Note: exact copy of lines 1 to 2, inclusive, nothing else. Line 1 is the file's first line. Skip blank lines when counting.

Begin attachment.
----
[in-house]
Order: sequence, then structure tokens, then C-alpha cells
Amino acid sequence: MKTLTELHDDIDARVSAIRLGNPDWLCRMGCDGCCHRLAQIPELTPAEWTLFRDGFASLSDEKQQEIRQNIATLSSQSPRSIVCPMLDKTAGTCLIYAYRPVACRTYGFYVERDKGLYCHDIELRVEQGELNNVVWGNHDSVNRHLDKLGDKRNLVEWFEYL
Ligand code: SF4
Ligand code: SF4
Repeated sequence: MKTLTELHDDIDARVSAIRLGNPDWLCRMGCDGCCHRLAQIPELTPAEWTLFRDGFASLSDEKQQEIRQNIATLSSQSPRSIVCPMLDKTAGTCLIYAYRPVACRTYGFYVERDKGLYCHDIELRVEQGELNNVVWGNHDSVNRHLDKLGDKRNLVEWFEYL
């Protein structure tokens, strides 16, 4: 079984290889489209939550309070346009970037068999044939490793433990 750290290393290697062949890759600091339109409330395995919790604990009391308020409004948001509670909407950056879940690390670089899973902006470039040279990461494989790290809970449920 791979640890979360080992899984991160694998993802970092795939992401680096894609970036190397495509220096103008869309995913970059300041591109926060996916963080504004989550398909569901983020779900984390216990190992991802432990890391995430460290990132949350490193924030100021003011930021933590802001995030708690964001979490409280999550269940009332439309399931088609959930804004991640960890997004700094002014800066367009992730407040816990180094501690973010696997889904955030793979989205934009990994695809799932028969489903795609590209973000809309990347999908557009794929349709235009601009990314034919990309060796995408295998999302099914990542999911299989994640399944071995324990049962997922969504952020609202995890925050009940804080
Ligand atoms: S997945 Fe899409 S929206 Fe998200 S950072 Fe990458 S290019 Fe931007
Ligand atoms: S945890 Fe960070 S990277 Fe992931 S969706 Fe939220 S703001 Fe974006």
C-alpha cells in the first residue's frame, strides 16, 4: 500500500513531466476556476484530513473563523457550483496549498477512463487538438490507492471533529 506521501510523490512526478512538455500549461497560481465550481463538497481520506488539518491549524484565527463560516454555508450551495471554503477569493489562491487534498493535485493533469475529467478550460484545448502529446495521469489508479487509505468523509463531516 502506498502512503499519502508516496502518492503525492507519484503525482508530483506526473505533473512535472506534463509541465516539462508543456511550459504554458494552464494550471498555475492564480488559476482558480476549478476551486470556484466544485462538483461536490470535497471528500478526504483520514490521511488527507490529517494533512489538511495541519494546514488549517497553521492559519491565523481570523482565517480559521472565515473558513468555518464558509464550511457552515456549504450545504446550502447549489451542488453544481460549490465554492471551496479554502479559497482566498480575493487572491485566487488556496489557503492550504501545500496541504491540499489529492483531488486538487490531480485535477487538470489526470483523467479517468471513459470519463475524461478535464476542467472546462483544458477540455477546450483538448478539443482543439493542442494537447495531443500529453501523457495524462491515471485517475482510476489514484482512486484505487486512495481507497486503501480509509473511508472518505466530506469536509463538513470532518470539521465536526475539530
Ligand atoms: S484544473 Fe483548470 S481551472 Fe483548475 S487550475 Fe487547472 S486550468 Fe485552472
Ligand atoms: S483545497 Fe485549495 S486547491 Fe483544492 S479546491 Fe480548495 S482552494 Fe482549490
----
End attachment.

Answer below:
[in-house]
Order: sequence, then structure tokens, then C-alpha cells